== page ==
Tuesday Tickle is a meme inspired by Should Be Reading's Teaser Tuesday. It's basically the same concept, I just always tended to give more than two sentences plucked out of a random page, so I thought I'd just go with it and give a more in depth look at a book I'm reading or recently finished.
This week, I'm choosing Carnival of Souls by Melissa Marr. I purchased this as an audio book and finished listening in two days ~ couldn't press the stop button! It's an amazing tale of secrets, betrayal, and survival of the fittest. (Review to come soon!)
In a city of daimons, rigid class lines separate the powerful from the power-hungry. And at the heart of The City is the Carnival of Souls, where both murder and pleasure are offered up for sale. Once in a generation, the carnival hosts a deadly competition that allows every daimon a chance to join the ruling elite. Without the competition, Aya and Kaleb would both face bleak futures--if for different reasons. For each of them, fighting to the death is the only way to try to live.The synopsis makes it seem that the story focuses on Mallory ~ and it does to a certain extent ~ but I felt there was more spotlight on Kaleb and Aya... Aya in particular is one of my favorite characters.. complex and courageous, hiding a secret that would undoubtedly lead her to her demise.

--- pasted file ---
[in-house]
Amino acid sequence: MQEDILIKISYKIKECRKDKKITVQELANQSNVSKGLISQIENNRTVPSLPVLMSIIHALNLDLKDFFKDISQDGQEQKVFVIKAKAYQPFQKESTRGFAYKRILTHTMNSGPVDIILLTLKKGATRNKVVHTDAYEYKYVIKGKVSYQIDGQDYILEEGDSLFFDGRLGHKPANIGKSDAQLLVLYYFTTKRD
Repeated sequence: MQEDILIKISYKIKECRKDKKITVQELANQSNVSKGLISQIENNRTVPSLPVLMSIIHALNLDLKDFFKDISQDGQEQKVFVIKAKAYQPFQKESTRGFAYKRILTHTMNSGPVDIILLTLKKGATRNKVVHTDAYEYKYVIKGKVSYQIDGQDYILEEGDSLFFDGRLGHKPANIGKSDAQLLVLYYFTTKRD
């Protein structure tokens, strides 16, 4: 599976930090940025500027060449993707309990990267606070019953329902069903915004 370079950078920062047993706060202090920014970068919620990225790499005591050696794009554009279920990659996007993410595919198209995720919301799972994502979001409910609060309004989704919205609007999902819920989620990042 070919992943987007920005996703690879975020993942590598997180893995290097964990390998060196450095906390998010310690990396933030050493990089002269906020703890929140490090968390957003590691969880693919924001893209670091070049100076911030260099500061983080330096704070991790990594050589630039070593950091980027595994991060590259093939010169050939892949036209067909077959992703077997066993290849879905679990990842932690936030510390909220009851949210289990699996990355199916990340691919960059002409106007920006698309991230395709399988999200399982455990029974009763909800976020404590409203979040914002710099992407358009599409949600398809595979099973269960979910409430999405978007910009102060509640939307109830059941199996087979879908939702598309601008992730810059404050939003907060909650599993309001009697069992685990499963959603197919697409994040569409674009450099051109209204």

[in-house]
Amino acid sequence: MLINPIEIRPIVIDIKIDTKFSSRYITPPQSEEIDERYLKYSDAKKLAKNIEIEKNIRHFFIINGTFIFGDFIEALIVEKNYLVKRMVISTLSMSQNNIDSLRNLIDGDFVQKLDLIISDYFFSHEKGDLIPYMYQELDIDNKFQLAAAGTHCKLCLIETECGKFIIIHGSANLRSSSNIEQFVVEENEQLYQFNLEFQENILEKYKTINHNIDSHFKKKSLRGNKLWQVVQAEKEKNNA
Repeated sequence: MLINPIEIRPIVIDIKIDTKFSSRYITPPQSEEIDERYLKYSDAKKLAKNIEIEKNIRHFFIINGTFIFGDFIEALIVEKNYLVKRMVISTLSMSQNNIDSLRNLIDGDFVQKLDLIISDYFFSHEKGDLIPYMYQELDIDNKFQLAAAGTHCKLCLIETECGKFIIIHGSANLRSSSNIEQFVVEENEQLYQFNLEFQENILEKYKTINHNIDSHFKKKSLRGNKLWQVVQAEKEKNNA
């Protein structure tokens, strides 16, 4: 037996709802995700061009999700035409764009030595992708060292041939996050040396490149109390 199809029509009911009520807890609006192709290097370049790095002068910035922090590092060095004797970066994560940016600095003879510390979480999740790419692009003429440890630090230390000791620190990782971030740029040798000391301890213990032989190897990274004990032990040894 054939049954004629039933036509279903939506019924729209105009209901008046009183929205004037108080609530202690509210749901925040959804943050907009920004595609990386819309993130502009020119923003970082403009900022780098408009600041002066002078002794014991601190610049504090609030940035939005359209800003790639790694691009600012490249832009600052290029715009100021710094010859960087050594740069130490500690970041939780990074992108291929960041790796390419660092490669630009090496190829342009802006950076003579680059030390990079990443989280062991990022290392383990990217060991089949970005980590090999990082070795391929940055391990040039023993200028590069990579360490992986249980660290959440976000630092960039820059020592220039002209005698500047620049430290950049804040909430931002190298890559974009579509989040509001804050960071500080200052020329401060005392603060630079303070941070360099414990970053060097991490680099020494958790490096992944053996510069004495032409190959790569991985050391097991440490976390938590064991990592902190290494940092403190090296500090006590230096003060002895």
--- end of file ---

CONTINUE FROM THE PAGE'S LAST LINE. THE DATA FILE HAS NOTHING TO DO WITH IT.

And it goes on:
All Mallory knows of The City is that her father--and every other witch there--fled it for a life in exile in the human world. Instead of a typical teenage life full of friends and maybe even a little romance, Mallory scans quiet streets for threats, hides herself away, and trains to be lethal. She knows it's only a matter of time until a daimon finds her and her father, so she readies herself for the inevitable. While Mallory possesses little knowledge of The City, every inhabitant of The City knows of her. There are plans for Mallory, and soon she, too, will be drawn into the decadence and danger that is the Carnival of Souls.
From Melissa Marr, bestselling author of the Wicked Lovely series and "Graveminder," comes a brand-new tale of lush secrets, dark love, and the struggle to forge one's own destiny.
Aya withdrew the knives and and slid them into the sheaths that hung from her belt. She was so far from class-appropriate behavior by now that one more stain wasn't worth the guilt that threatened. It was bad enough that she lived alone, that she wore her hair in a short, non-ornamented style more suitable for a soldier in Marchosias' army than an eligible ruling caste girl. Her behavior in the fights was an embarrassment to any ruling class family: noble women didn't engage in fights outside sanctioned clubs, and they certainly didn't kill for sport or gain.
I also came across an excerpt you might like, giving a bit of insight into the minds of Kaleb (a badass who's impossible not to love) and Aya (a kick-ass female who's unafraid to get her hands dirty), while also shedding some light on the type of world The City is.